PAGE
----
The passage provides information on each of the following EXCEPT:

A) etiology of countershading

B) etiology of reverse-countershading

C) feeding habits of countershaded fish

D) selective theory of camouflage

E) protective coloration of animals

5. An application for (Department of Housing and Urban Development) HUD funding requires review at every stage of the process. Evaluation by a community-based local board whose charge is to rank proposals based on their likelihood of achieving agreed-upon community goals is the first stage of the application process. **Since there are rarely adequate federal resources to fund all proposals submitted, it follows that those proposals that do not receive a high ranking from the local board are unlikely to be funded.** Applicants who decide to proceed after receiving and assessing their ranking at the community level submit a formal application to the HUD office in Washington, D.C. Because requirements for formal applications are strict, some applications are disqualified for technical reasons by the national HUD office. Those applicants who are successful at the national level must make it over yet another hurdle: they must tender a technical submission to their regional HUD office. **The technical submission emphasizes programmatic and fiscal accountability.** Clearly, only those who are able to make their way through the application process and to meet programmatic, technical, and fiscal demands at the community, national, and regional level will receive and retain funding.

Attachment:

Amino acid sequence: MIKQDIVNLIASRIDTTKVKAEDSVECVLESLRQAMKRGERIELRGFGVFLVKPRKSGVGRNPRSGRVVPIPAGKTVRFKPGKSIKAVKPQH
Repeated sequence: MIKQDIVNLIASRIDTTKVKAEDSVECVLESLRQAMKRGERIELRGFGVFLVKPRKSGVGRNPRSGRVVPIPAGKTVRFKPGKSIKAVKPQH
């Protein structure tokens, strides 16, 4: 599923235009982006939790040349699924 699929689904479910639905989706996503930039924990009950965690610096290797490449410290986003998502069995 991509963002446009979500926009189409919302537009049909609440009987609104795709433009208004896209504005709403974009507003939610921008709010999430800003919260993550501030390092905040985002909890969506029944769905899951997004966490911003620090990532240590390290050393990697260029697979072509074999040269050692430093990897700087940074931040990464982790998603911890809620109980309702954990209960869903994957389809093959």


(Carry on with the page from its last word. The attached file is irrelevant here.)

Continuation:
In the argument given, the two portions in **boldface** play which of the following roles?

A) The first states the conclusion of the argument as a whole; the second provides support for that conclusion.

B) The first serves as an intermediate conclusion that supports a further conclusion stated in the argument; the second states the position that the argument as a whole opposes.

C) The first provides support for an intermediate conclusion that supports a further conclusion stated in the argument; the second states that intermediate conclusion.

D) The first provides support for the conclusion of the argument as a whole; the second provides evidence that supports an objection to that conclusion.

E) The first is an intermediate conclusion that supports a further conclusion stated in the passage; the second supports the conclusion of the argument.

6. All during the financial advisor’s presentation on investment options, Laura repeatedly tried, to no avail, to (i) _________ Donovan of his positive impression of the speaker’s motives. Donovan, however, was (ii) ______________ in his convictions.

*Blank (i)*

A) disabuse

B) advise

C) convince

*Blank (ii)*

D) ambivalent

E) stalwart

F) steadfast

7. Since he lacks the (i) _____________ to take on venerable public figures, the author, no matter how (ii) ____________ his social critiques are, will never be (iii) _____________ as a great satirist.

*Blank (i)*

A) timorousness

B) contrition

C) temerity

*Blank (ii)*

D) ignominious

E) harrowing

F) perspicacious

*Blank (iii)*

G) lionized

H) gainsaid

I) tainted